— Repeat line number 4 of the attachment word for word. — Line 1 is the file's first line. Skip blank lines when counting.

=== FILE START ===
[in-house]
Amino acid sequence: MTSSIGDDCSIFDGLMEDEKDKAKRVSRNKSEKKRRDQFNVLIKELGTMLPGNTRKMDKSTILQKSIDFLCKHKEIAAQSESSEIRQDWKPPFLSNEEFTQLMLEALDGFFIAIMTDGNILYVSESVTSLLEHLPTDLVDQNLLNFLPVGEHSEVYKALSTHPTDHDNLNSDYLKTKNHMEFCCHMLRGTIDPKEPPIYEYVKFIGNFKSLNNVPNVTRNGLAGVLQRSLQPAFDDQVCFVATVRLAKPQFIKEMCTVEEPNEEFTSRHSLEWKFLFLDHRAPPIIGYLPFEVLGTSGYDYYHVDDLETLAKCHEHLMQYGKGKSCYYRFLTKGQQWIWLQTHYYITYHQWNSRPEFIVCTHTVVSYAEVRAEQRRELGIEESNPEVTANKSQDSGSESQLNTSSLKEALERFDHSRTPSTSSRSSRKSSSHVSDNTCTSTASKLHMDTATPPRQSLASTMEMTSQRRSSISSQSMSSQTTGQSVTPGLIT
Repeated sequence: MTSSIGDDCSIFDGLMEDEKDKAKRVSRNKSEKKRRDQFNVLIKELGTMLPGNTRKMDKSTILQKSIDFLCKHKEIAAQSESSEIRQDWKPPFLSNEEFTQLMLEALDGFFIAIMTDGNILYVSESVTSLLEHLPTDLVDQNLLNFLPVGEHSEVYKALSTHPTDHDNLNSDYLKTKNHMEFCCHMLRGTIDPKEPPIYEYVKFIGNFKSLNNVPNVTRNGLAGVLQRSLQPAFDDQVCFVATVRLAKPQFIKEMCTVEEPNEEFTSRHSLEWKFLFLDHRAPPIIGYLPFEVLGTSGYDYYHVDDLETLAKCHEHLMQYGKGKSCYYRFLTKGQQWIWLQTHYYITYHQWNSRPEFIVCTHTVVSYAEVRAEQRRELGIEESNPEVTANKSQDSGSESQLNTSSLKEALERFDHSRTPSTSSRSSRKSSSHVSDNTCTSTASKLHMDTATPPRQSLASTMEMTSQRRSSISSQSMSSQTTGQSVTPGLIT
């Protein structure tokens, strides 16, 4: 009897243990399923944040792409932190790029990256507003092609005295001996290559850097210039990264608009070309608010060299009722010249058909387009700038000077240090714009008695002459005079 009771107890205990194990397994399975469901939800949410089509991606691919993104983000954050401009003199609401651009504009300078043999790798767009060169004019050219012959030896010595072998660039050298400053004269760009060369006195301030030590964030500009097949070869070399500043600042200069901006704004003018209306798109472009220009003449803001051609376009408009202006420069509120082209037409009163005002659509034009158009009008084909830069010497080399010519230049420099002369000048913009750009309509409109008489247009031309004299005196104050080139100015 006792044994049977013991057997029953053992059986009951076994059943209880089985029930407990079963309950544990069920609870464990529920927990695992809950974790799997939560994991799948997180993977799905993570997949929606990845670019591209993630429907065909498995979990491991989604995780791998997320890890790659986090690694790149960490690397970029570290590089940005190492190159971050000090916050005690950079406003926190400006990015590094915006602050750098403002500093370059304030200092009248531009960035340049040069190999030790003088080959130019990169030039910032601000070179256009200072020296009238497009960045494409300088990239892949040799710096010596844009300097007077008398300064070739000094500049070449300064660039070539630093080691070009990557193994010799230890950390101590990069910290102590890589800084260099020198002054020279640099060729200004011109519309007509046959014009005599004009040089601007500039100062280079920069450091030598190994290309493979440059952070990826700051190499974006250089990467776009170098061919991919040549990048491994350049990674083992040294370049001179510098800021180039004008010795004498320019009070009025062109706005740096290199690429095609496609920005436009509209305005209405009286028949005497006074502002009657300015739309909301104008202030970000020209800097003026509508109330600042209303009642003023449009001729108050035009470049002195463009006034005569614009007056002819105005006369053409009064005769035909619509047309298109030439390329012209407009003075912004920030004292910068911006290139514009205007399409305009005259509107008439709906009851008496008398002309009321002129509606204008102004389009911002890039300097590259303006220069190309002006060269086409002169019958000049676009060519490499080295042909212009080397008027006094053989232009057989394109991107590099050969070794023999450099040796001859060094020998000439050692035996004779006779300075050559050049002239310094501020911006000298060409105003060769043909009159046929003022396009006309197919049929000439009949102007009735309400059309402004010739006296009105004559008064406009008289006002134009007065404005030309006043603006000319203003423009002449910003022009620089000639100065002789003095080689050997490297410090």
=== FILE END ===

């Protein structure tokens, strides 16, 4: 009897243990399923944040792409932190790029990256507003092609005295001996290559850097210039990264608009070309608010060299009722010249058909387009700038000077240090714009008695002459005079 009771107890205990194990397994399975469901939800949410089509991606691919993104983000954050401009003199609401651009504009300078043999790798767009060169004019050219012959030896010595072998660039050298400053004269760009060369006195301030030590964030500009097949070869070399500043600042200069901006704004003018209306798109472009220009003449803001051609376009408009202006420069509120082209037409009163005002659509034009158009009008084909830069010497080399010519230049420099002369000048913009750009309509409109008489247009031309004299005196104050080139100015 006792044994049977013991057997029953053992059986009951076994059943209880089985029930407990079963309950544990069920609870464990529920927990695992809950974790799997939560994991799948997180993977799905993570997949929606990845670019591209993630429907065909498995979990491991989604995780791998997320890890790659986090690694790149960490690397970029570290590089940005190492190159971050000090916050005690950079406003926190400006990015590094915006602050750098403002500093370059304030200092009248531009960035340049040069190999030790003088080959130019990169030039910032601000070179256009200072020296009238497009960045494409300088990239892949040799710096010596844009300097007077008398300064070739000094500049070449300064660039070539630093080691070009990557193994010799230890950390101590990069910290102590890589800084260099020198002054020279640099060729200004011109519309007509046959014009005599004009040089601007500039100062280079920069450091030598190994290309493979440059952070990826700051190499974006250089990467776009170098061919991919040549990048491994350049990674083992040294370049001179510098800021180039004008010795004498320019009070009025062109706005740096290199690429095609496609920005436009509209305005209405009286028949005497006074502002009657300015739309909301104008202030970000020209800097003026509508109330600042209303009642003023449009001729108050035009470049002195463009006034005569614009007056002819105005006369053409009064005769035909619509047309298109030439390329012209407009003075912004920030004292910068911006290139514009205007399409305009005259509107008439709906009851008496008398002309009321002129509606204008102004389009911002890039300097590259303006220069190309002006060269086409002169019958000049676009060519490499080295042909212009080397008027006094053989232009057989394109991107590099050969070794023999450099040796001859060094020998000439050692035996004779006779300075050559050049002239310094501020911006000298060409105003060769043909009159046929003022396009006309197919049929000439009949102007009735309400059309402004010739006296009105004559008064406009008289006002134009007065404005030309006043603006000319203003423009002449910003022009620089000639100065002789003095080689050997490297410090």